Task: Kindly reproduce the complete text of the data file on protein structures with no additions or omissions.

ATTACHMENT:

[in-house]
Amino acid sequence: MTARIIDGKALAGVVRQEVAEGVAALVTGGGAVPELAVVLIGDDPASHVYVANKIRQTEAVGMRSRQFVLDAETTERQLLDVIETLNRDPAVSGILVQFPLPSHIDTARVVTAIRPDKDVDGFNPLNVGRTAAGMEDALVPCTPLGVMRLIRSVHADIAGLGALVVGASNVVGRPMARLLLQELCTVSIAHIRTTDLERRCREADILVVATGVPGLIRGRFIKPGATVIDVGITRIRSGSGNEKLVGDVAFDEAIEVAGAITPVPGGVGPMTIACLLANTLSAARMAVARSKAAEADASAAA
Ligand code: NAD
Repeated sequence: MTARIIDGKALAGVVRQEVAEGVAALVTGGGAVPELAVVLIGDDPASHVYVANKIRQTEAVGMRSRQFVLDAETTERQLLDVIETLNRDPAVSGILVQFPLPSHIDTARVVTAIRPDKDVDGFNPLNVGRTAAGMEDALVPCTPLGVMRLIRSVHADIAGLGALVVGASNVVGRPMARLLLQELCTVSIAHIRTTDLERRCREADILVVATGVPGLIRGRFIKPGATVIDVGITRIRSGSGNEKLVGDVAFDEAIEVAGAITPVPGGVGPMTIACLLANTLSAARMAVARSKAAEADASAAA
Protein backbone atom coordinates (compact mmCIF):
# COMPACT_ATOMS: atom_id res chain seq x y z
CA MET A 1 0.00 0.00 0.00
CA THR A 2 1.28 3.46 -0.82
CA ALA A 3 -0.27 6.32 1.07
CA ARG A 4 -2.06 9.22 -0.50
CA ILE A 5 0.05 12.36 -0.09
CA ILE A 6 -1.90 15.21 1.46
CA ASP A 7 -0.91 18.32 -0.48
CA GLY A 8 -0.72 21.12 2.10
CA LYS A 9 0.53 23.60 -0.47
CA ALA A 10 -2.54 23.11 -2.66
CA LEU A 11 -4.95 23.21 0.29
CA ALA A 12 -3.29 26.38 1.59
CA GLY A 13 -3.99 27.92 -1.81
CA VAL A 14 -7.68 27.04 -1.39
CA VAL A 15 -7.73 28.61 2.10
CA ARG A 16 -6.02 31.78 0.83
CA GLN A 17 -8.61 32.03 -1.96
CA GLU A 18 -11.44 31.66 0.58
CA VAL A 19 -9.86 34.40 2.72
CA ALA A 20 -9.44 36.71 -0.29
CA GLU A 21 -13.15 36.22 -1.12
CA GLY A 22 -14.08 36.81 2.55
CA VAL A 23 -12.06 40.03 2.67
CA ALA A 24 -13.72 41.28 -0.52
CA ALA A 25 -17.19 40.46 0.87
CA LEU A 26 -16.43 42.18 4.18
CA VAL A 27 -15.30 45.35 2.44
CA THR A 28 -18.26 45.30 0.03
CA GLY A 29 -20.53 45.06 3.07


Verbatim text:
[in-house]
Amino acid sequence: MTARIIDGKALAGVVRQEVAEGVAALVTGGGAVPELAVVLIGDDPASHVYVANKIRQTEAVGMRSRQFVLDAETTERQLLDVIETLNRDPAVSGILVQFPLPSHIDTARVVTAIRPDKDVDGFNPLNVGRTAAGMEDALVPCTPLGVMRLIRSVHADIAGLGALVVGASNVVGRPMARLLLQELCTVSIAHIRTTDLERRCREADILVVATGVPGLIRGRFIKPGATVIDVGITRIRSGSGNEKLVGDVAFDEAIEVAGAITPVPGGVGPMTIACLLANTLSAARMAVARSKAAEADASAAA
Ligand code: NAD
Repeated sequence: MTARIIDGKALAGVVRQEVAEGVAALVTGGGAVPELAVVLIGDDPASHVYVANKIRQTEAVGMRSRQFVLDAETTERQLLDVIETLNRDPAVSGILVQFPLPSHIDTARVVTAIRPDKDVDGFNPLNVGRTAAGMEDALVPCTPLGVMRLIRSVHADIAGLGALVVGASNVVGRPMARLLLQELCTVSIAHIRTTDLERRCREADILVVATGVPGLIRGRFIKPGATVIDVGITRIRSGSGNEKLVGDVAFDEAIEVAGAITPVPGGVGPMTIACLLANTLSAARMAVARSKAAEADASAAA
Protein backbone atom coordinates (compact mmCIF):
# COMPACT_ATOMS: atom_id res chain seq x y z
CA MET A 1 0.00 0.00 0.00
CA THR A 2 1.28 3.46 -0.82
CA ALA A 3 -0.27 6.32 1.07
CA ARG A 4 -2.06 9.22 -0.50
CA ILE A 5 0.05 12.36 -0.09
CA ILE A 6 -1.90 15.21 1.46
CA ASP A 7 -0.91 18.32 -0.48
CA GLY A 8 -0.72 21.12 2.10
CA LYS A 9 0.53 23.60 -0.47
CA ALA A 10 -2.54 23.11 -2.66
CA LEU A 11 -4.95 23.21 0.29
CA ALA A 12 -3.29 26.38 1.59
CA GLY A 13 -3.99 27.92 -1.81
CA VAL A 14 -7.68 27.04 -1.39
CA VAL A 15 -7.73 28.61 2.10
CA ARG A 16 -6.02 31.78 0.83
CA GLN A 17 -8.61 32.03 -1.96
CA GLU A 18 -11.44 31.66 0.58
CA VAL A 19 -9.86 34.40 2.72
CA ALA A 20 -9.44 36.71 -0.29
CA GLU A 21 -13.15 36.22 -1.12
CA GLY A 22 -14.08 36.81 2.55
CA VAL A 23 -12.06 40.03 2.67
CA ALA A 24 -13.72 41.28 -0.52
CA ALA A 25 -17.19 40.46 0.87
CA LEU A 26 -16.43 42.18 4.18
CA VAL A 27 -15.30 45.35 2.44
CA THR A 28 -18.26 45.30 0.03
CA GLY A 29 -20.53 45.06 3.07